Preliminary Programme

Wed 12 April
    08.30 - 10.30
    11.00 - 13.00
    14.00 - 16.00
    16.30 - 18.30

Thu 13 April
    08.30 - 10.30
    11.00 - 13.00
    14.00 - 16.00
    16.30 - 18.30

Fri 14 April
    08.30 - 10.30
    11.00 - 13.00
    14.00 - 16.00
    16.30 - 18.30

Sat 15 April
    08.30 - 10.30
    11.00 - 13.00
    14.00 - 16.00

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Wednesday 12 April 2023 11.00 - 13.00
A-2 WOM02 Academic Citizenship, Persona and Gender – Exploring the Micropolitics of Inclusion and Exclusion in Science and Scholarship
Victoriagatan 13, A243
Network: Women and Gender Chairs: -
Organizers: Dunja Blazevic, Kirsti Niskanen Discussants: -
Moderators: -
Dunja Blazevic : The Ideal Philologist and Historian, seen through the Eyes of a Hiring Committee
Inspired by Lorraine Daston and Otto Sibum’s term scholarly persona, this paper asks what constituted an ideal philologist and an ideal historian in hiring committee reports at the newly founded University of Bergen in these two areas in the 1950s and 1960s. Although there had been philological and historical research ... (Show more)
Inspired by Lorraine Daston and Otto Sibum’s term scholarly persona, this paper asks what constituted an ideal philologist and an ideal historian in hiring committee reports at the newly founded University of Bergen in these two areas in the 1950s and 1960s. Although there had been philological and historical research done at Bergen Museum prior to the opening of the university, the great expansion in historical and philological research and teaching came after the university was founded through a series of appointments of professors tasked with creating a new academic institution. In the paper, I show how the hiring committees judged the applicants’ personal and professional traits, how the judgements were shaped by existing scholarly standards for philological and historical work in Norway and by the needs of the new institution for professors who could both teach and do research. In a time where men still dominated both as students and as academics, I also show how the hiring practices created an almost exclusively male homosocial world for the first two decades after World War II. (Show less)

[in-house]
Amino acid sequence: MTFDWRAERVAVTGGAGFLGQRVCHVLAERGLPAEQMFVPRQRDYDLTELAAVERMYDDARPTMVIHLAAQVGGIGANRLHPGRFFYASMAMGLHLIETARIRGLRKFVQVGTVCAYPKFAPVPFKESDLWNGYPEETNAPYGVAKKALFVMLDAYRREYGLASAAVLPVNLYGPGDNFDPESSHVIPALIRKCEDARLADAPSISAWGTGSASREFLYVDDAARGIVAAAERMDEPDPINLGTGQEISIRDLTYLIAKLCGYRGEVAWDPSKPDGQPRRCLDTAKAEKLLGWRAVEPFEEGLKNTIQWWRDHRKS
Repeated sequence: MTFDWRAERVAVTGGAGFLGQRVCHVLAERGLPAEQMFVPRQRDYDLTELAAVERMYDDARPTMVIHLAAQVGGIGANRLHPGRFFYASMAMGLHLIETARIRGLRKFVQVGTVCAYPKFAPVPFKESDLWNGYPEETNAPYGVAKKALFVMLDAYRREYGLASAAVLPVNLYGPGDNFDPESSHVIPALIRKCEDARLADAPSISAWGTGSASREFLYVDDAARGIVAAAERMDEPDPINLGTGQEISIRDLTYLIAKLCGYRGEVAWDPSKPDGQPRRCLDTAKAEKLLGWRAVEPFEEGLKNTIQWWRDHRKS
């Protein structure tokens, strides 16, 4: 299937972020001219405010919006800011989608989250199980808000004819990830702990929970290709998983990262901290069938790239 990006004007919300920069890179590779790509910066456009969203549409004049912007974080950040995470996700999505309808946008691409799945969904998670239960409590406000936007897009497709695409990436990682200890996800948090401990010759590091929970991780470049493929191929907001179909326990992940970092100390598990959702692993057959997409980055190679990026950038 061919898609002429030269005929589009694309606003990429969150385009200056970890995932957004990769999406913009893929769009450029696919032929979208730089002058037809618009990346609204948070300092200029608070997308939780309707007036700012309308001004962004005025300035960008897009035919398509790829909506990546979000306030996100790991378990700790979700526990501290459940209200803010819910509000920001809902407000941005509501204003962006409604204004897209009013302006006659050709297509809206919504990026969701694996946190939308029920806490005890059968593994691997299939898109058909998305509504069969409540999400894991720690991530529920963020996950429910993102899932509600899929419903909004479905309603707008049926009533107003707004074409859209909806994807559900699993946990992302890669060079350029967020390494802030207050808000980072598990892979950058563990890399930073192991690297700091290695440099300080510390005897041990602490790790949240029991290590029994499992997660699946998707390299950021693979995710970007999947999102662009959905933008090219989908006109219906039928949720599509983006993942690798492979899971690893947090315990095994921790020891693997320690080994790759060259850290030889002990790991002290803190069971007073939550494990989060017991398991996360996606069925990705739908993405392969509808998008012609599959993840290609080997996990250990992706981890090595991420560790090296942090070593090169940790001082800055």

Heini Hakosalo : What’s in a Space? The Dissection Room and the Clinic as Normative and Formative Spaces in Fin-de-siècle Medical Training
The paper explores gendered academic citizenship in late nineteenth- and early twentieth century medical teaching (circa 1880-1920), primarily in Finland. The four loci of medical training were the lecture hall, dissection room, clinic, and laboratory. The dissection room and the clinic were the most important experientially and from the point ... (Show more)